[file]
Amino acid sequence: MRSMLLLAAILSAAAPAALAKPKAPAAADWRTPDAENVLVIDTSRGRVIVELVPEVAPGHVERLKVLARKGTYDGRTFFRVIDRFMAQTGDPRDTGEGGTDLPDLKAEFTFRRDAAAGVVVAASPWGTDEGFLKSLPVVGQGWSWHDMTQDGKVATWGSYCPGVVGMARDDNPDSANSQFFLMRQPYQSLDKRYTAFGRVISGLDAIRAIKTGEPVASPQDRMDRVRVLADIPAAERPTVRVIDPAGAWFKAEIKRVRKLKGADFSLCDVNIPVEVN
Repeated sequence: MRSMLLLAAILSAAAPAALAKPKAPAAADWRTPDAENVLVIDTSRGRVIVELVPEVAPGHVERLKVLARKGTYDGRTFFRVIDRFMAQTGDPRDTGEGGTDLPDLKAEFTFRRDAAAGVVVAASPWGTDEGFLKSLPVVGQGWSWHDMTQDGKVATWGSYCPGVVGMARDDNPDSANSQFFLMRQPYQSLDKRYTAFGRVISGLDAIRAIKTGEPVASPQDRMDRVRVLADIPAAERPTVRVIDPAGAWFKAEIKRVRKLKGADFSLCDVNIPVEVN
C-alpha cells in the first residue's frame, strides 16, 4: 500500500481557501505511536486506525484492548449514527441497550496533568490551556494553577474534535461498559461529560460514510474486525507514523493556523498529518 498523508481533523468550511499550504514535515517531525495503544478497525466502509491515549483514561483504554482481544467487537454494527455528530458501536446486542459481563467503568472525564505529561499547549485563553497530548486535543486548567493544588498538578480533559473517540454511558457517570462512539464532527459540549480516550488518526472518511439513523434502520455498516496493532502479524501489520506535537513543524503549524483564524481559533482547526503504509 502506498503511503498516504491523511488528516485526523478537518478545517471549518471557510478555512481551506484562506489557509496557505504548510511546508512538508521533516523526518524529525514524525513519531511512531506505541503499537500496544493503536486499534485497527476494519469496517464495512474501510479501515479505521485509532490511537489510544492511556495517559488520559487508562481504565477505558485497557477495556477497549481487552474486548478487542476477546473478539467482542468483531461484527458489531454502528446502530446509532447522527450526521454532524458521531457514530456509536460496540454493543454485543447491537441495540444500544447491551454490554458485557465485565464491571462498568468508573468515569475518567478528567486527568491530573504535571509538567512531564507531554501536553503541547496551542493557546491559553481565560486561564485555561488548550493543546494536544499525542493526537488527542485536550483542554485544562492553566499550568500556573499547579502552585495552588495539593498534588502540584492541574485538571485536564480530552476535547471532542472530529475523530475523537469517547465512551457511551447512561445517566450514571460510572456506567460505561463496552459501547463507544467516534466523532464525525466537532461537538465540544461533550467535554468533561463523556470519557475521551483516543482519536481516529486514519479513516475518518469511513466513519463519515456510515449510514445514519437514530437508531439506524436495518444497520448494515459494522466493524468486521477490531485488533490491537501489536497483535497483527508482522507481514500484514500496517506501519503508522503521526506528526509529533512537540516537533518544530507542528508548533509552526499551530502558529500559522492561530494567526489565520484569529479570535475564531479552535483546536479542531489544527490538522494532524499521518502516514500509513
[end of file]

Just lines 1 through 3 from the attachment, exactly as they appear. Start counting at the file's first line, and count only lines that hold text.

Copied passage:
Amino acid sequence: MRSMLLLAAILSAAAPAALAKPKAPAAADWRTPDAENVLVIDTSRGRVIVELVPEVAPGHVERLKVLARKGTYDGRTFFRVIDRFMAQTGDPRDTGEGGTDLPDLKAEFTFRRDAAAGVVVAASPWGTDEGFLKSLPVVGQGWSWHDMTQDGKVATWGSYCPGVVGMARDDNPDSANSQFFLMRQPYQSLDKRYTAFGRVISGLDAIRAIKTGEPVASPQDRMDRVRVLADIPAAERPTVRVIDPAGAWFKAEIKRVRKLKGADFSLCDVNIPVEVN
Repeated sequence: MRSMLLLAAILSAAAPAALAKPKAPAAADWRTPDAENVLVIDTSRGRVIVELVPEVAPGHVERLKVLARKGTYDGRTFFRVIDRFMAQTGDPRDTGEGGTDLPDLKAEFTFRRDAAAGVVVAASPWGTDEGFLKSLPVVGQGWSWHDMTQDGKVATWGSYCPGVVGMARDDNPDSANSQFFLMRQPYQSLDKRYTAFGRVISGLDAIRAIKTGEPVASPQDRMDRVRVLADIPAAERPTVRVIDPAGAWFKAEIKRVRKLKGADFSLCDVNIPVEVN
C-alpha cells in the first residue's frame, strides 16, 4: 500500500481557501505511536486506525484492548449514527441497550496533568490551556494553577474534535461498559461529560460514510474486525507514523493556523498529518 498523508481533523468550511499550504514535515517531525495503544478497525466502509491515549483514561483504554482481544467487537454494527455528530458501536446486542459481563467503568472525564505529561499547549485563553497530548486535543486548567493544588498538578480533559473517540454511558457517570462512539464532527459540549480516550488518526472518511439513523434502520455498516496493532502479524501489520506535537513543524503549524483564524481559533482547526503504509 502506498503511503498516504491523511488528516485526523478537518478545517471549518471557510478555512481551506484562506489557509496557505504548510511546508512538508521533516523526518524529525514524525513519531511512531506505541503499537500496544493503536486499534485497527476494519469496517464495512474501510479501515479505521485509532490511537489510544492511556495517559488520559487508562481504565477505558485497557477495556477497549481487552474486548478487542476477546473478539467482542468483531461484527458489531454502528446502530446509532447522527450526521454532524458521531457514530456509536460496540454493543454485543447491537441495540444500544447491551454490554458485557465485565464491571462498568468508573468515569475518567478528567486527568491530573504535571509538567512531564507531554501536553503541547496551542493557546491559553481565560486561564485555561488548550493543546494536544499525542493526537488527542485536550483542554485544562492553566499550568500556573499547579502552585495552588495539593498534588502540584492541574485538571485536564480530552476535547471532542472530529475523530475523537469517547465512551457511551447512561445517566450514571460510572456506567460505561463496552459501547463507544467516534466523532464525525466537532461537538465540544461533550467535554468533561463523556470519557475521551483516543482519536481516529486514519479513516475518518469511513466513519463519515456510515449510514445514519437514530437508531439506524436495518444497520448494515459494522466493524468486521477490531485488533490491537501489536497483535497483527508482522507481514500484514500496517506501519503508522503521526506528526509529533512537540516537533518544530507542528508548533509552526499551530502558529500559522492561530494567526489565520484569529479570535475564531479552535483546536479542531489544527490538522494532524499521518502516514500509513